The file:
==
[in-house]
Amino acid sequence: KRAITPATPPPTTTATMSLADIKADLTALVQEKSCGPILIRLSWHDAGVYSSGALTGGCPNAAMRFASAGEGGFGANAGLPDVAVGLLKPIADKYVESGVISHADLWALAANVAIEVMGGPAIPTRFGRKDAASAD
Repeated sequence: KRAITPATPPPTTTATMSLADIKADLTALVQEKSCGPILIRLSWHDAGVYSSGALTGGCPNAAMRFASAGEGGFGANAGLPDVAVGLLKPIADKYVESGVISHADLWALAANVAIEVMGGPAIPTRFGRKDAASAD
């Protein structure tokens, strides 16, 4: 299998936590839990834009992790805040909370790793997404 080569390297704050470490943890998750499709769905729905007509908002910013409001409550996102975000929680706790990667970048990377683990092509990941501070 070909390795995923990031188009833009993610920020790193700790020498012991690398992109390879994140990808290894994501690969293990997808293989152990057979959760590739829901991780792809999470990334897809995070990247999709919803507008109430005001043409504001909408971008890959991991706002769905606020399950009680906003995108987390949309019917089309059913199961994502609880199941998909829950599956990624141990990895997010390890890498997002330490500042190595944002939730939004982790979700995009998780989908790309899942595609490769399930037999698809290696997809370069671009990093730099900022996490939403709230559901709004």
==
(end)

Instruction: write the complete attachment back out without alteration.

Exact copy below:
[in-house]
Amino acid sequence: KRAITPATPPPTTTATMSLADIKADLTALVQEKSCGPILIRLSWHDAGVYSSGALTGGCPNAAMRFASAGEGGFGANAGLPDVAVGLLKPIADKYVESGVISHADLWALAANVAIEVMGGPAIPTRFGRKDAASAD
Repeated sequence: KRAITPATPPPTTTATMSLADIKADLTALVQEKSCGPILIRLSWHDAGVYSSGALTGGCPNAAMRFASAGEGGFGANAGLPDVAVGLLKPIADKYVESGVISHADLWALAANVAIEVMGGPAIPTRFGRKDAASAD
């Protein structure tokens, strides 16, 4: 299998936590839990834009992790805040909370790793997404 080569390297704050470490943890998750499709769905729905007509908002910013409001409550996102975000929680706790990667970048990377683990092509990941501070 070909390795995923990031188009833009993610920020790193700790020498012991690398992109390879994140990808290894994501690969293990997808293989152990057979959760590739829901991780792809999470990334897809995070990247999709919803507008109430005001043409504001909408971008890959991991706002769905606020399950009680906003995108987390949309019917089309059913199961994502609880199941998909829950599956990624141990990895997010390890890498997002330490500042190595944002939730939004982790979700995009998780989908790309899942595609490769399930037999698809290696997809370069671009990093730099900022996490939403709230559901709004």